This work’s results for age-dependence of minerals in adult and geriatric nonhyperplastic prostate glands (20–87 years) are in accordance with earlier findings for Ca, Cu, and Zn (38-40). For example, Heinzsch et al. (38) found that the Zn mass fraction in the normal prostate was higher in the age group 51-70 years than in the age group 31-50 years by approximately 1.8 times.
Multiple studies put forward an idea that due to lifestyle, dietary habits, and physiological effects of aging, the elderly male population is predisposed to B, Ca, Cu, Fe, Mg, Se, Zn and some other mineral deficiencies (8, 28, 32-34, 57, 58), which can increase this population’s susceptibility to PCa (8, 22, 28). Our data reveal that there are no any age-related deficiencies in minerals investigated in the prostate tissue. Moreover, the mean mass fractions of Co, Fe, and Zn for the age group adult males aged 41 years and older are statistically significant higher than for those younger than 40 years. Thus, “the potential role of age-related deficiency B, Ca, Cu, Fe, Mg, Se, Zn” (8, 22, 28) or other main minerals in the prostate has not been confirmed as being involved in the etiology of PCa.
Adult prostatic mean Zn levels increase from 570 mg/kg (dry mass basis) in group 1 (21–40 years) to 1072 mg/kg in group 2 (41–87 years). The normal level of Zn mass fraction in the prostate tissue of young adults is higher than mean values of this element’s content in all other soft and hard tissues of human body (47-49, 59-61). Excessive prostatic tissue Zn level in the older males may be harmful to normal metabolism of cells (62) and partially responsible for an age-related enlargement of the prostate. In humans, Zn intake is positively correlated with circulating levels of insulin-like growth factor-I (63) and testosterone (64) that are both directly related to the proliferation of prostate cell (65). By now much data has been obtained that is related both to the direct and indirect action of Zn on the DNA polymeric organisation, replication and lesions, and to its vital role for cell division (66-68). Moreover, it is known that Zn is an inhibitor of the Ca-dependent apoptotic endonuclease, which takes part in the internucleosomal fragmentation of DNA. Its consequence is a depression of cell apoptosis (69). Some other ways for Zn to act as a potent anti-apoptotic agent have also been described (70-73). All these facts imply that age-related excessive Zn level in prostatic tissue are probably one of the main factors influencing enlargement of the prostate and the initiation and promotion stages of PCa.
In addition to the elevated Zn level, an age-related increase and excess in Co and Fe mass fractions in prostatic tissue may contribute to the harmful effect on the gland. There are good reasons for such speculations about Fe since several reviews and many papers raise the concern about. It was also shown that cobalt may be human carcinogen, but the experimental and epidemiologic data are limited (79-81). Our finding implies that an age-related increase and excess in Co, Fe, and Zn mass fraction in prostatic tissue may be one of the main factors in the etiology PCa. Red meat is the major source of Fe and Zn in foodstuff. Thus, nutrition policy for men aged 41 years and older should include advice to decrease intakes of red meat for the purpose to reduce Fe and Zn intake. This advice agrees well with many epidemiological evidences of positive correlation between red meat intake and PCa risk (35, 82, 83).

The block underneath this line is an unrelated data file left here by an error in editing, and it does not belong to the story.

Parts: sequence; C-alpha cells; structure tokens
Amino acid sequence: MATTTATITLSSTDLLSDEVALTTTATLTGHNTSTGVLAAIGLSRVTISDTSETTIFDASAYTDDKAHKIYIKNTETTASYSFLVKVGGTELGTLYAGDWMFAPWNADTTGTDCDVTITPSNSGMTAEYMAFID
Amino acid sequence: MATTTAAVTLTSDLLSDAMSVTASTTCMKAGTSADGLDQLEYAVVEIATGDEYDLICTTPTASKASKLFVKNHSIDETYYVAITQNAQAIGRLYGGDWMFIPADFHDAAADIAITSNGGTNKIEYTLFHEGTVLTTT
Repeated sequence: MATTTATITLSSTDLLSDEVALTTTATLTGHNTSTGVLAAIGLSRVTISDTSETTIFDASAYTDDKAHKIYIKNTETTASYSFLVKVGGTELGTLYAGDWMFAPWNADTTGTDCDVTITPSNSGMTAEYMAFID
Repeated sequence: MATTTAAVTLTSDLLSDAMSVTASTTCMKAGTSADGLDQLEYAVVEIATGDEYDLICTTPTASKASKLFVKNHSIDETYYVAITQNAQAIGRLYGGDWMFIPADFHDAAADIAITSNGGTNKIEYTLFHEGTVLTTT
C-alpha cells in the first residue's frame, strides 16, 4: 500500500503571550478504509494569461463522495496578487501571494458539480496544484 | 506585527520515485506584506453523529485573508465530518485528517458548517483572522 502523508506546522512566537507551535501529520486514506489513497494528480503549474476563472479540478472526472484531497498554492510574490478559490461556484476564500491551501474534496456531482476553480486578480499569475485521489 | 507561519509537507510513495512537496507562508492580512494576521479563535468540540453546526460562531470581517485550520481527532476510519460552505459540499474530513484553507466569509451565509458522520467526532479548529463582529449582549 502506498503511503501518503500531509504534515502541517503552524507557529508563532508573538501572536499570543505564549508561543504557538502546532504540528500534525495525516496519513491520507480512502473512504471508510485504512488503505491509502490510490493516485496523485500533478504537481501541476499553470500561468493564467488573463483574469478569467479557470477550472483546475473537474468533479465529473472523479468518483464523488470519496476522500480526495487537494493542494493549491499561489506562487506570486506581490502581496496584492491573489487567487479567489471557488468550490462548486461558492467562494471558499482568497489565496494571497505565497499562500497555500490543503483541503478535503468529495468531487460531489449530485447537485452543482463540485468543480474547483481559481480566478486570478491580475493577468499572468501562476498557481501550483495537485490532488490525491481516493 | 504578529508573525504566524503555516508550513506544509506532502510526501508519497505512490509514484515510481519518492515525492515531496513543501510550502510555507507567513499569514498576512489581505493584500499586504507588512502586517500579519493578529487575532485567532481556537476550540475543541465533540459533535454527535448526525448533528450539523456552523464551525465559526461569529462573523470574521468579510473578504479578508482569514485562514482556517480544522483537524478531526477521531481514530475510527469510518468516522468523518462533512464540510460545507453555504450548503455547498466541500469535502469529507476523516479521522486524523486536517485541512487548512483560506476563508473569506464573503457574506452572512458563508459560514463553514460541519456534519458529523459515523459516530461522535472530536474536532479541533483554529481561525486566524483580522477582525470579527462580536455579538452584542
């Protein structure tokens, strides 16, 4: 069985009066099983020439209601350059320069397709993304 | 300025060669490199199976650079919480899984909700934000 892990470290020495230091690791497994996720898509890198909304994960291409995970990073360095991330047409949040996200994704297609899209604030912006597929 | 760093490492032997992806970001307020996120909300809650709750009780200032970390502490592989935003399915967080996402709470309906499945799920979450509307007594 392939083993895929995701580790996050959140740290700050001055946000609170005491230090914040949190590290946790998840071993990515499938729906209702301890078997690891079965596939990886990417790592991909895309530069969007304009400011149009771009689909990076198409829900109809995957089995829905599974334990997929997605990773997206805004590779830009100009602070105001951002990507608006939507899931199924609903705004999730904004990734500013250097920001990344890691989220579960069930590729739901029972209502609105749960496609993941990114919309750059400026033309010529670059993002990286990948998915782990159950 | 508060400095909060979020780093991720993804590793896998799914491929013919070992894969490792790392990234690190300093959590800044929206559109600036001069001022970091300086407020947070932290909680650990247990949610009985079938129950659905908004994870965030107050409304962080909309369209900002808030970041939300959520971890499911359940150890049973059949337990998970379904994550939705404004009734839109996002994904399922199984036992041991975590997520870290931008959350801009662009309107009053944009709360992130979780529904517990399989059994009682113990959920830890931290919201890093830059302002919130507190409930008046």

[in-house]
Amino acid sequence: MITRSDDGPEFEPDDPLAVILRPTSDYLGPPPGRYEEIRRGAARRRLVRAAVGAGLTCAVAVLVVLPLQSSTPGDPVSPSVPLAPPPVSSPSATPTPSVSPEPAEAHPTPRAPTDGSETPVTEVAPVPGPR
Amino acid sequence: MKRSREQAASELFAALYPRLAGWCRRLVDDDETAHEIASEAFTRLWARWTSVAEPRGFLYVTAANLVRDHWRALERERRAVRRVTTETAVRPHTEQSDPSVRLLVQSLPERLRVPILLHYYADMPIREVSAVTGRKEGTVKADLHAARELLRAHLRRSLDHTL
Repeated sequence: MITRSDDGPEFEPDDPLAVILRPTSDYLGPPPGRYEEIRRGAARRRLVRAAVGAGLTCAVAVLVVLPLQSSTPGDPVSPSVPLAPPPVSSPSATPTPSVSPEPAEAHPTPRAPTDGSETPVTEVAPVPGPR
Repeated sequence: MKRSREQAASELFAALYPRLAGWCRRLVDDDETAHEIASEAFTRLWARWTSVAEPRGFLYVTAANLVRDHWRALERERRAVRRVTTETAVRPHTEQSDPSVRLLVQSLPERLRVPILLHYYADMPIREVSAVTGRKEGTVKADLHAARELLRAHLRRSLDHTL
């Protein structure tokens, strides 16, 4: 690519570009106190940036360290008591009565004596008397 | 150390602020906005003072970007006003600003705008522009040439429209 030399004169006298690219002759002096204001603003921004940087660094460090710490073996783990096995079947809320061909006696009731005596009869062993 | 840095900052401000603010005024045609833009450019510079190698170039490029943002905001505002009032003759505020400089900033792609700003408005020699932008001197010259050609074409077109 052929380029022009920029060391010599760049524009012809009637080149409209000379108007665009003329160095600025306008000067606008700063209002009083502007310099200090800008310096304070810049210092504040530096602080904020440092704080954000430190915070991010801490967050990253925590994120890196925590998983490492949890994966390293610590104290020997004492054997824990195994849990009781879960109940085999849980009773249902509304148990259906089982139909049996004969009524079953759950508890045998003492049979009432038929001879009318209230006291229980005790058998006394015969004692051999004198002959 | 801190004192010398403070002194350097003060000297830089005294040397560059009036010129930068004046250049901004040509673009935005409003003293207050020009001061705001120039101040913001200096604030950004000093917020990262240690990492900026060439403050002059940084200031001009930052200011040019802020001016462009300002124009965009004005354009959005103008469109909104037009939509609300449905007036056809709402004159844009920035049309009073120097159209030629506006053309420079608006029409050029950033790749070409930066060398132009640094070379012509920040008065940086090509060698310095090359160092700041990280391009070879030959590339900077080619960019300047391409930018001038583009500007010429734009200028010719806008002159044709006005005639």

Our data reveal that there are no any age-related deficiencies in minerals such as B, Ca, Co, Cr, Cu, Fe, Mg, Mn, Se, and Zn in the prostate tissue. Thus, “the potential role of age-related deficiency B, Ca, Cu, Fe, Mg, Se, Zn” or other minerals in the prostate has not been confirmed as being involved in the etiology of PCa. Moreover, the mean mass fractions of Co, Fe, and Zn for the age group adult men aged 41 years and older are statistically significant higher than for those younger than 40 years. It implies that an age-related increase and excess in Co, Fe, and Zn mass fraction in prostatic tissue may be one of the main factors in the etiology PCa. Red meat is the major source of Fe and Zn in foodstuff. Thus, nutrition policy for men aged 41 years and older should include advice to decrease intakes of red meat for the purpose to reduce Fe and Zn intake.
Acknowledgments: The authors are grateful to the late Prof. A.A. Zhavoronkov, Institute of Human Morphology, Russian Academy of Medical Sciences, Moscow, for supplying prostate specimens. We are also grateful to Dr. Karandaschev V., Dr. Nosenko S., and Moskvina I., Institute of Microelectronics Technology and High Purity Materials, Chernogolovka, Russia, for their help in ICP-AES analysis.
Financial disclosure: None of the authors had any financial interest or support for this paper.
Conflicts of interest: Authors have declared that no conflicts of interest exist.
Ethical standard: All studies were approved by the Ethical Committee of the Medical Radiological Research Center, Obninsk.